Spoiler alert: the pandemic actually isn’t on the list. Moving along.
I am ready to do the walk of crisis-schooling shame. I failed. Truly. My husband works full time; I work part time. We are lucky to have kept our jobs through this. We have a kindergartner and a two year old. The meetings, the daily assignments…we just couldn’t do it. We couldn’t keep up, and eventually, we all fizzled out.
There has not been a moment in time during this pandemic bullshit that I have not felt like a failure in one of my roles: being a mom, being a teacher, being a wife, being someone who cares about her own mental health and well-being.
I have now finished my coronavirus crisis schooling walk of shame, because after going through all of the above for months, ya girl is comin’ out swinging and ready to stand thy ground.
Which is why…drumroll please…we are very excited to move to a homeschooling model of education beginning in fall 2020. Not cyber school; not crisis school — legit, mom-is-my-teacher-and-maybe-sometimes-dad-is-too- school.
And before we dive into why I am so thrilled, yes — I am a teacher-by-trade (university). No, that doesn’t not qualify me more than someone who isn’t. No, I do not plan on bringing the traditional classroom into my home.
Reason 1: Our kids have the ability to dive into their interests at their pace. My kindergartner hates math worksheets, but she loves learning about bones in the human body, different types of Ohio birds, and has become mesmerized with American Sign Language (thanks for the amazing translators on Ohio’s daily coronavirus briefings!).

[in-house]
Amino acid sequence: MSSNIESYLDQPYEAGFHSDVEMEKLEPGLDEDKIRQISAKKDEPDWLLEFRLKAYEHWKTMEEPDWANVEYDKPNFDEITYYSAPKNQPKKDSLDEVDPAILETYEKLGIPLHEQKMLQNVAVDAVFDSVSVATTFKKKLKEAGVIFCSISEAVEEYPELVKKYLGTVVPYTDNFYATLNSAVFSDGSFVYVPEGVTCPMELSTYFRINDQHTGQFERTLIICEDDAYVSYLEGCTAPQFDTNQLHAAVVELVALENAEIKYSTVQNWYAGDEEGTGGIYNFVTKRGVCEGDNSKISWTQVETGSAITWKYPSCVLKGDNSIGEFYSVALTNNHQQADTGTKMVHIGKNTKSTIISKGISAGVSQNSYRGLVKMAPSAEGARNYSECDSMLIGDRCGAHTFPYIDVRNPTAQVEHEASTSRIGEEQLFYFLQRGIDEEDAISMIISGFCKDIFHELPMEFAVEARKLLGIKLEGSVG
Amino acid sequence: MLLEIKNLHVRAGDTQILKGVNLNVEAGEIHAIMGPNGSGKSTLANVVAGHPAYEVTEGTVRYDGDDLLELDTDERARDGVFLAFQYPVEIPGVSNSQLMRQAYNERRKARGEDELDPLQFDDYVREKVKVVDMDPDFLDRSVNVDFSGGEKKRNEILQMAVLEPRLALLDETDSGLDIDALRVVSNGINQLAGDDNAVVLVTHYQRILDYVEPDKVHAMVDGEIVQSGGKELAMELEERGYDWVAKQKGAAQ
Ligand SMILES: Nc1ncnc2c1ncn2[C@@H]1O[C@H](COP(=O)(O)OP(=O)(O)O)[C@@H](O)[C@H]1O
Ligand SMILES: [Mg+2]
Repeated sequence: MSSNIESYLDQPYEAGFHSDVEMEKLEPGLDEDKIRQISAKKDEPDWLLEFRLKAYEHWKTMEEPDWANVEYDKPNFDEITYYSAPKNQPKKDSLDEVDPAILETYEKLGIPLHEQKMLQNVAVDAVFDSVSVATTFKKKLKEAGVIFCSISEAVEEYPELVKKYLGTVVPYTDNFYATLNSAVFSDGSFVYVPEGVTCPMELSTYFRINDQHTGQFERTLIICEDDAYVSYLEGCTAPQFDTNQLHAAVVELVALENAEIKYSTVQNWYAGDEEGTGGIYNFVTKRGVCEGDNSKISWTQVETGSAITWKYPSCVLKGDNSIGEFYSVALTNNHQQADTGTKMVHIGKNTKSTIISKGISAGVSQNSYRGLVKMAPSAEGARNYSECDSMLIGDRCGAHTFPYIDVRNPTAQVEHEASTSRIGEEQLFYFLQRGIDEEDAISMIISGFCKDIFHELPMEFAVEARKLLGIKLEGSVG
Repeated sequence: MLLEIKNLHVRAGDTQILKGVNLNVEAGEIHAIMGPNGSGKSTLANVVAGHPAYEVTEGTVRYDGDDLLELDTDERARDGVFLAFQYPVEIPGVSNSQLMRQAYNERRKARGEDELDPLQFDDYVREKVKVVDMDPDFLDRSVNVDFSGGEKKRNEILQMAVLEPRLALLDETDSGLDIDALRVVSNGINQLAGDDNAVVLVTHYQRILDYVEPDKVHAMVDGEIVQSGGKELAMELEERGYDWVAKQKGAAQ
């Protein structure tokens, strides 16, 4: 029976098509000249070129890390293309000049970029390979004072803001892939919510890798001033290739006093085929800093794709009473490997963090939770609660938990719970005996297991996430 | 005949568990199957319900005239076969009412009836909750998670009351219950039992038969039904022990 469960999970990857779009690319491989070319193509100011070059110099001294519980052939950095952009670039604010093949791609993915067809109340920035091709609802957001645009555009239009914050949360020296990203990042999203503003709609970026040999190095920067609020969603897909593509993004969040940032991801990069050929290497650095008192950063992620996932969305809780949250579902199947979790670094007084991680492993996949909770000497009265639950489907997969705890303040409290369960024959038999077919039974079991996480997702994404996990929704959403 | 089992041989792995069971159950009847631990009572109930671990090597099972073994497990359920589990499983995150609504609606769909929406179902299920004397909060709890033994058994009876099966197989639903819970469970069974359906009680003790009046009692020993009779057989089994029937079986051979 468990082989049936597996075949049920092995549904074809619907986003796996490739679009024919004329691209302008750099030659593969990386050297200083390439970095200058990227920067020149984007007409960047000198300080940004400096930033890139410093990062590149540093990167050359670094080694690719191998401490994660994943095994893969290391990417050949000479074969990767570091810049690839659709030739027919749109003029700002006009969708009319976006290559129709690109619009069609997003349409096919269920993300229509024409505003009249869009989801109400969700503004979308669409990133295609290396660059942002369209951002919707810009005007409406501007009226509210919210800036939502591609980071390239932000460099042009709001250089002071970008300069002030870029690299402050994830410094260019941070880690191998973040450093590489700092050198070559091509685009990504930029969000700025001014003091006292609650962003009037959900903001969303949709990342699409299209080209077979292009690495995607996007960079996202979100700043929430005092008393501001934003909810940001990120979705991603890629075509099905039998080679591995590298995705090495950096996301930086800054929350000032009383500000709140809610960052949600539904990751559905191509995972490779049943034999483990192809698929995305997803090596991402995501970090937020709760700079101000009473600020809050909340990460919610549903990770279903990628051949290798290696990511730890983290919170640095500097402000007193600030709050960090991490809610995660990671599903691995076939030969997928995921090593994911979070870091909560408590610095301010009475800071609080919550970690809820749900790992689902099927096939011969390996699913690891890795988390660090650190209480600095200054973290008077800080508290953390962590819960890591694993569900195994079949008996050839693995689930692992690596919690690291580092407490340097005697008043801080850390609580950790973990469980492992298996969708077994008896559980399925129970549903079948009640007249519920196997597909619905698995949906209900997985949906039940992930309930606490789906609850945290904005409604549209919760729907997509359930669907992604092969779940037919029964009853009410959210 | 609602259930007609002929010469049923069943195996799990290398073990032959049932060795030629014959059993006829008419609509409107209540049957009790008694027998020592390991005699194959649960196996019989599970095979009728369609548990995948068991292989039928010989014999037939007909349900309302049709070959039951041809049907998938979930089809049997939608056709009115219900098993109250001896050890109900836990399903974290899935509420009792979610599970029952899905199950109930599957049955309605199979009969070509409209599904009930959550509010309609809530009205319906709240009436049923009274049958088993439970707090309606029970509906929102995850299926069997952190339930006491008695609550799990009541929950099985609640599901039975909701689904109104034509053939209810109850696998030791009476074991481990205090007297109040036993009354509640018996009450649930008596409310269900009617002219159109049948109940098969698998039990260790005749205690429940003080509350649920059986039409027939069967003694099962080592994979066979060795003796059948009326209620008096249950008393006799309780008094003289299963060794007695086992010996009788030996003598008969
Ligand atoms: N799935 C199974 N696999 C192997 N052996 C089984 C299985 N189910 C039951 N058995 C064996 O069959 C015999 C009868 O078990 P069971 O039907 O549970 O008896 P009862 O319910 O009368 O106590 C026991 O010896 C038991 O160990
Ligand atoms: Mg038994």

We will obviously still learn math, but we certainly won’t do so sitting upright in an uncomfortable chair. Nope. We will count earthworms in the dirt or count our steps around the block or make the driveway and sidewalk chalk our “workbook.” We get to individualize education in a way that we didn’t think was possible. Our KIDS are in the drivers seat, and we are there to help them along THEIR way! How exciting is that?
You don’t need to be an “expert” on everything. You need to be an expert on how YOUR kids learn, and you are already there. I promise!
Reason 2: Homeschooling offers flexibility we cannot get in a mainstream institution, and this is beneficial to the whole family. I’m not into dragging my kind out of bed and forcing her to “learn.” I said what I said. I’m also not a fan of summers off, and we won’t be taking the summer off. We will be learning wherever we go.
We were blessed to enroll my kindergartner in a small, private school just over the state line in Pennsylvania. Three generations of my family attended this wonderful institution. The morning routine was wicked, though. It’s a 35 minute drive, so we were up very early and eating breakfast in the car, etc. We were constantly rushed, and all of us hated it. You do not have to do things that aren’t working for your family just because that’s what the rest of the people are doing.
We don’t view homeschooling as “less work.” We view it as better work.
Reason 3: Our kids will learn that the world is their classroom and that they can have fun learning no matter where or how old they are. Education is everywhere. If you think back to any place you’ve been or any person with which you have crossed paths, I can promise you that you will be able to remember something you learned. Maybe you have some kind of stunning revelation about yourself; maybe you found an easier way to carry groceries to your car. It doesn’t matter if what you learned is the size of a mountain or a mole hill; learning is learning.
We want our kids to understand that this magical thing called “learning” can happen anytime, anywhere. We don’t want them to associate learning with sitting at a desk in a certain place. We want them to be so, so curious and look at everything with a sense of wonder and excitement. We believe homeschooling instills this sense of curiousity in children.